Is there such thing as a GL view "database"?

Hello! :smiley:

OpenGL 3.3 is supported by GeForce 8 and newer. However, it seems to me like casual users almost NEVER update their graphics drivers. Even I, fairly computer savvy, find that updating drivers is a cumbersome process.

I created an OpenGL app on a pretty new desktop and tried running it on my older laptop which has a GeForce 9600M. However, I had never updated my graphics card driver. I used the driver that was already installed on the laptop out of the box. I then realized it only had support for up to OpenGL 3.1, which meant my GLSL version 330 shaders failed to compile.

Ultimately, I am trying to make an indie game. There are a ton of indie games out there and unless your game is really something great, if people can’t run it without too much trouble, they’ll just pass it up and probably never look at it again.

So I decided that depending on OpenGL 3.3 is not a good idea. However, I don’t want to go all the way back to OpenGL 2.1, since I really like some OpenGL 3.x features.

So, the kind of resource I’m looking for is like a “database” of what OpenGL functions and extensions that various drivers support. Kind of like this:
But for more general information than just caps.

And like, the OpenGL website has an OpenGL 2.1, 3.3, and 4.2 API. But what if I want a list of features that I know will be supported by most 3.x class hardware, regardless of what drivers are installed? Specifically, I’m thinking OpenGL 3.0 is a good minimum level to work with.

If this becomes too much of a hassle, I’ll just go back to OpenGL 2.1 and GLSL 120 and widely available extensions.

You’re thinking about this the wrong way. Not updating graphics drivers doesn’t just mean not having version 3.3 or version 4.2 or whatever. It means having buggy drivers.

Honestly, if a significant portion of your customer base is expected to not have reasonably up-to-date drivers, then I would suggest switching to Direct3D. Your code is a lot more likely to work on older D3D drivers than older GL drivers, regardless of version number.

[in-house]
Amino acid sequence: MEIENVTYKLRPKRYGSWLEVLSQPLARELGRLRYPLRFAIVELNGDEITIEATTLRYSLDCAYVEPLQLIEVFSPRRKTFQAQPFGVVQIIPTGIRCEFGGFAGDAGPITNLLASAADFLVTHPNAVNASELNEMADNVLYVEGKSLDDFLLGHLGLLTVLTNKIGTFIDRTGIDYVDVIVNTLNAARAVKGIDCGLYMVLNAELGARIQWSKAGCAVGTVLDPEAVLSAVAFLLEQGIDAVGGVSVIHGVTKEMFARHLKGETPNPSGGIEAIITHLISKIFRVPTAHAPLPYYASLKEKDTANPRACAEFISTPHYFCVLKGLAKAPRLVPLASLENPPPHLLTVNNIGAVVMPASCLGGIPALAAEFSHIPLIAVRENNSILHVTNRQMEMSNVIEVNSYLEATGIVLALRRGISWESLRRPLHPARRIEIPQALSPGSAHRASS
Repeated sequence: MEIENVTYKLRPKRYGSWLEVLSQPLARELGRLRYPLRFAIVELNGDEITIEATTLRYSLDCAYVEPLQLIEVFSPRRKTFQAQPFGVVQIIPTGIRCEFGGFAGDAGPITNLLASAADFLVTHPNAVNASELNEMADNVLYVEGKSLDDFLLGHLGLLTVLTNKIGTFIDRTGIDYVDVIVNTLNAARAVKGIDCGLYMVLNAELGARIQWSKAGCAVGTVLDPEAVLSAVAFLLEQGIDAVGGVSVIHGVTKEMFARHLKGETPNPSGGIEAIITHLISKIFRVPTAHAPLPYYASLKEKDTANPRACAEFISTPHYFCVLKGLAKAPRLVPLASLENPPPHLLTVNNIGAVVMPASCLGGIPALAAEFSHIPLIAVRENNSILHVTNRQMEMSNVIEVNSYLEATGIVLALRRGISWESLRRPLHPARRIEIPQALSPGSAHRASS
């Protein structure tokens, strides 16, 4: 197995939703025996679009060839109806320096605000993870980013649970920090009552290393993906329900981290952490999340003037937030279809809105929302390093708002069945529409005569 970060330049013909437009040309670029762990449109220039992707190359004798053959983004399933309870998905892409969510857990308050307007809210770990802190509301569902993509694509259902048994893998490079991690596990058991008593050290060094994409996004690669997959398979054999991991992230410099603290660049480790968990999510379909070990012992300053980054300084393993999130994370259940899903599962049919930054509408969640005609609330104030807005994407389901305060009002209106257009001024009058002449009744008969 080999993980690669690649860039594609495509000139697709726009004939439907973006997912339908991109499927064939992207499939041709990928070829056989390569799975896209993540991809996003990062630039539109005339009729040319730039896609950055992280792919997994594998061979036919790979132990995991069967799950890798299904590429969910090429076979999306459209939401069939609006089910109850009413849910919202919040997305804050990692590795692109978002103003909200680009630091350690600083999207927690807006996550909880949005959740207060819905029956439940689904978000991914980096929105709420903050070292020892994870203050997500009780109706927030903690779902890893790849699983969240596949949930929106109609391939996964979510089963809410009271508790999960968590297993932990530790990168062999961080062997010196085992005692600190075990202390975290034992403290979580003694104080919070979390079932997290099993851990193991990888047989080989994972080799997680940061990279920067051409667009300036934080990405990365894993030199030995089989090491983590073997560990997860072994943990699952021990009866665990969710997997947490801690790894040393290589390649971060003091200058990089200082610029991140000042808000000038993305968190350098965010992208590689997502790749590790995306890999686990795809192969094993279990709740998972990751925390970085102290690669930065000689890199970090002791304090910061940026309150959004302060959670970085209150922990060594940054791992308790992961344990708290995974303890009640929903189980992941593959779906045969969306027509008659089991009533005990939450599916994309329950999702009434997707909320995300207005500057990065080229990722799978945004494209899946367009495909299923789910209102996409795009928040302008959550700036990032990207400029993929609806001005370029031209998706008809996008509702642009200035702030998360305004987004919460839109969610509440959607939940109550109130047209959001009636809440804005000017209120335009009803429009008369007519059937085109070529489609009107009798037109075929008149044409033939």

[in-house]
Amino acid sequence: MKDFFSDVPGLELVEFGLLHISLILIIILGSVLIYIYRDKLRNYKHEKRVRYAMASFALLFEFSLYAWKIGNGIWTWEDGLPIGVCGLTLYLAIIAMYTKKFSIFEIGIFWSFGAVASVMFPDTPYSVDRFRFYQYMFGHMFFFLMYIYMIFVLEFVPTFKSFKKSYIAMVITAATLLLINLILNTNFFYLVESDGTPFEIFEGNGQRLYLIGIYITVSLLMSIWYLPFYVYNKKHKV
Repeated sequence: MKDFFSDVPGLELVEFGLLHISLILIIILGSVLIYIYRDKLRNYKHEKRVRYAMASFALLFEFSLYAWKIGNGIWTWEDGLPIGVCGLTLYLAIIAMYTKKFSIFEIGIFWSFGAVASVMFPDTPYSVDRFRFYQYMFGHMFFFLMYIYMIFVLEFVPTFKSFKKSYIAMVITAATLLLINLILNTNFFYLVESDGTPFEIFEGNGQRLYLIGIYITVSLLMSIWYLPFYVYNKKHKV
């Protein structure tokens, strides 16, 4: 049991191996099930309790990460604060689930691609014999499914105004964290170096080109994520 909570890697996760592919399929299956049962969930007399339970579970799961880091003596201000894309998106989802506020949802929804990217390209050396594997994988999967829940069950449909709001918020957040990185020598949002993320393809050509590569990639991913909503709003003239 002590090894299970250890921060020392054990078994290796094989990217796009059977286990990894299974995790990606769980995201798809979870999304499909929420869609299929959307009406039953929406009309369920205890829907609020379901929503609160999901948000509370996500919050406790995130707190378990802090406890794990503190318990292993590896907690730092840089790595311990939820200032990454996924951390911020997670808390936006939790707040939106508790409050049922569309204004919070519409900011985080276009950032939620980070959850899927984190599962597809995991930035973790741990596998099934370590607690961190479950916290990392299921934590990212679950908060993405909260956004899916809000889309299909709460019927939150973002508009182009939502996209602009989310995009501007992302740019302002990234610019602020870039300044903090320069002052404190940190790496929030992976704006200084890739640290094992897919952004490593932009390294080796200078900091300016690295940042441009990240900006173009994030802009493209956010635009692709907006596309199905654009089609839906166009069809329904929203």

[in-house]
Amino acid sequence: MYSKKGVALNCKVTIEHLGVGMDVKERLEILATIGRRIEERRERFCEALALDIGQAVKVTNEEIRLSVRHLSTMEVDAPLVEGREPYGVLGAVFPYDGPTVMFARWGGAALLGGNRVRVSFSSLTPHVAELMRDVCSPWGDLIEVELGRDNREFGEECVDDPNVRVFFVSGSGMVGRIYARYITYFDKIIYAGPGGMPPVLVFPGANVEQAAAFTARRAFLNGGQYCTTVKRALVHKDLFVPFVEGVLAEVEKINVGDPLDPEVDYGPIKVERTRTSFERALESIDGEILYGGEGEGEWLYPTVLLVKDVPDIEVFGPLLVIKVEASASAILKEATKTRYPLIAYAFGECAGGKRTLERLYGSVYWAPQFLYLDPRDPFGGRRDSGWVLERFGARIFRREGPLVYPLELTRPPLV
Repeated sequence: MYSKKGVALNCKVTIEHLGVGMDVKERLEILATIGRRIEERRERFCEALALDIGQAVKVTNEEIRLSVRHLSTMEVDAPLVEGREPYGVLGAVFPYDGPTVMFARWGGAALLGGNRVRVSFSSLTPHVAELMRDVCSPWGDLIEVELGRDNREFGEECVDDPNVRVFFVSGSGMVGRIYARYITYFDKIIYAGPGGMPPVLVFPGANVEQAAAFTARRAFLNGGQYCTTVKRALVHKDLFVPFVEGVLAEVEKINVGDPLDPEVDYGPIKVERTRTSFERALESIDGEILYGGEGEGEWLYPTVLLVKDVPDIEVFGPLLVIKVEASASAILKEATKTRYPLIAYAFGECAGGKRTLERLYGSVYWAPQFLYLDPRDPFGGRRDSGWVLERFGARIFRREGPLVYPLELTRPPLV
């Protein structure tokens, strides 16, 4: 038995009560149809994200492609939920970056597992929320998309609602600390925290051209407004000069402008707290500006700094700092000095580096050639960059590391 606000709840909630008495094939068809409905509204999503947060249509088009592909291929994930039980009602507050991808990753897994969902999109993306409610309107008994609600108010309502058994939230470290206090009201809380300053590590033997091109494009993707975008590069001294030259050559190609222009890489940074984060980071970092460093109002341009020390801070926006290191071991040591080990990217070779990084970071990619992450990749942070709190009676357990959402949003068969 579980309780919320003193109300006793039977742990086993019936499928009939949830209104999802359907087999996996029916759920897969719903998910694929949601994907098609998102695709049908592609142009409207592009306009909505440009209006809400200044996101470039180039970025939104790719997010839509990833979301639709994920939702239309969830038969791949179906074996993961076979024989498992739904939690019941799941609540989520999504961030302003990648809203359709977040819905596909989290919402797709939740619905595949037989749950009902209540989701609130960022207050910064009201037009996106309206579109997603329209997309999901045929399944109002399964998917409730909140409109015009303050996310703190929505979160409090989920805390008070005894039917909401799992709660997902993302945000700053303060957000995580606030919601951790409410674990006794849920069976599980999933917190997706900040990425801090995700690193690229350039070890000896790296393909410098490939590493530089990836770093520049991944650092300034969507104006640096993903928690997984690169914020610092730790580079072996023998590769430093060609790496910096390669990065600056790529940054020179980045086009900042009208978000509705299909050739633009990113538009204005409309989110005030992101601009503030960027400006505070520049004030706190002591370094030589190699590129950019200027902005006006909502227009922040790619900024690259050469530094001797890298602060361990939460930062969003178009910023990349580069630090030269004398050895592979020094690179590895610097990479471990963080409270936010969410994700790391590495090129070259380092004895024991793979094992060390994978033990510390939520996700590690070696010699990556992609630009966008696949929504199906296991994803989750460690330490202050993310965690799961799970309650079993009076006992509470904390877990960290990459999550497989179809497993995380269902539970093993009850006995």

Yes, of course older drivers not only mean less OpenGL functionality, but buggy drivers, but I don’t really think people will update drivers just to play some game they aren’t familiar with. That seems to be reality of the situation, and I can’t change that.

I don’t think it’s reasonable for me to learn a whole new API, since I’m just one guy and I only have so much time and effort in me.

But anyways, I’m guessing the answer is no, there is no one-stop resource to determine what OpenGL stuff will work where. I guess I’ll have to rewrite some of my graphics code and rewrite my shaders to conform to #version 130 or #version 120 and OpenGL 3.0 or 2.1. Any less painful ways to do this other than reading the specs?

Wildfire Games has some statistics presented in an interesting way here:

IMO, it would be very helpful to have something similar hosted at . An official, central place where such info can be uploaded and viewed. Give it a server-side API. Perhaps even add an (optional) upload function to a popular extension loader like GLEW.

That’s correct. Casual gamers don’t update their drivers and in some cases, they just install Windows and they stop there. Windows doesn’t come with OpenGL hardware drivers.

They often have Intel integrated cards which have extremely buggy OpenGL drivers.

Personally, I would go with Direct3D9 since a lot of people still have Win XP.

Wait, this is news to me. I’m not targeting Intel cards, only Nvidia/ATI. Windows computers that run out of the box that come with discrete graphics cards will likely have their drivers already installed right?

If someone is going to install Windows, I expect them to install a driver and maybe update it once in a while. But not those people who buy computers with all parts pre-assembled and Windows/drivers already installed.

But not those people who buy computers with all parts pre-assembled and Windows/drivers already installed.

Unfortunately there is a flaw in your thinking.
Windows (to save disk space/CD Rom space) comes with a whole bunch of shrink-wrapped drivers (cut down drivers) so that the installation process goes snoothly and detects a wide variety of ‘supported’ hardware. It’s quite possible that during installation the new(ish) hardware is auto detected and an OEM driver installed. Since there are no warnings in device manager, the end user would not think that the driver is (from an OpenGL point of view) useless.
So, unless the user actually upgrades their drivers, it’s quite possible they will be stuck with an out-of-date driver for OpenGL

BionicBytes, you are describing a situation where the user installs Windows himself right? I mean, if someone has enough initiative to go out and buy separate parts for a computer himself, I’d imagine that person would have enough sense to get the latest drivers from Nvidia. Besides, these people would be more likely to install a driver if you asked them anyway.

But like, when you buy a prebuilt computer from Best Buy or Newegg, with some minimal software (and bloatware) installed, wouldn’t they come with reasonably up to date drivers?